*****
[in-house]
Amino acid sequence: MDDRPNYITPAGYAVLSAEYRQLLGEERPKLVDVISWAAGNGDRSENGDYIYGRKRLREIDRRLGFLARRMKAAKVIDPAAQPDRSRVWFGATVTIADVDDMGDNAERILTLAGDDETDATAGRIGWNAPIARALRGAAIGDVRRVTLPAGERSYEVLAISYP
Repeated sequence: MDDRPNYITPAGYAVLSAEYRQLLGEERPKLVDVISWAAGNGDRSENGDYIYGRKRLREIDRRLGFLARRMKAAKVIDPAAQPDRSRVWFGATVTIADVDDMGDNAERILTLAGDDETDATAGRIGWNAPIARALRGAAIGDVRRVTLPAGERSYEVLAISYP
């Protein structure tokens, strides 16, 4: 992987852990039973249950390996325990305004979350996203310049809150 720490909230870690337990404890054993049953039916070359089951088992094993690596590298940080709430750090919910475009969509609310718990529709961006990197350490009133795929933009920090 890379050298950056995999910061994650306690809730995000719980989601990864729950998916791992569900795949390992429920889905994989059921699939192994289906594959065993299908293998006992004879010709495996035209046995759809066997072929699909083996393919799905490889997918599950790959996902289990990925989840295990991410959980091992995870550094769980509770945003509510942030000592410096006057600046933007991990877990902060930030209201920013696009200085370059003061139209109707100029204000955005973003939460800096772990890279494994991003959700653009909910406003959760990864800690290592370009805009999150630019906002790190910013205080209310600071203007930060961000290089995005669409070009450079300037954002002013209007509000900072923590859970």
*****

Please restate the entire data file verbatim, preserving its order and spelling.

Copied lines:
[in-house]
Amino acid sequence: MDDRPNYITPAGYAVLSAEYRQLLGEERPKLVDVISWAAGNGDRSENGDYIYGRKRLREIDRRLGFLARRMKAAKVIDPAAQPDRSRVWFGATVTIADVDDMGDNAERILTLAGDDETDATAGRIGWNAPIARALRGAAIGDVRRVTLPAGERSYEVLAISYP
Repeated sequence: MDDRPNYITPAGYAVLSAEYRQLLGEERPKLVDVISWAAGNGDRSENGDYIYGRKRLREIDRRLGFLARRMKAAKVIDPAAQPDRSRVWFGATVTIADVDDMGDNAERILTLAGDDETDATAGRIGWNAPIARALRGAAIGDVRRVTLPAGERSYEVLAISYP
């Protein structure tokens, strides 16, 4: 992987852990039973249950390996325990305004979350996203310049809150 720490909230870690337990404890054993049953039916070359089951088992094993690596590298940080709430750090919910475009969509609310718990529709961006990197350490009133795929933009920090 890379050298950056995999910061994650306690809730995000719980989601990864729950998916791992569900795949390992429920889905994989059921699939192994289906594959065993299908293998006992004879010709495996035209046995759809066997072929699909083996393919799905490889997918599950790959996902289990990925989840295990991410959980091992995870550094769980509770945003509510942030000592410096006057600046933007991990877990902060930030209201920013696009200085370059003061139209109707100029204000955005973003939460800096772990890279494994991003959700653009909910406003959760990864800690290592370009805009999150630019906002790190910013205080209310600071203007930060961000290089995005669409070009450079300037954002002013209007509000900072923590859970």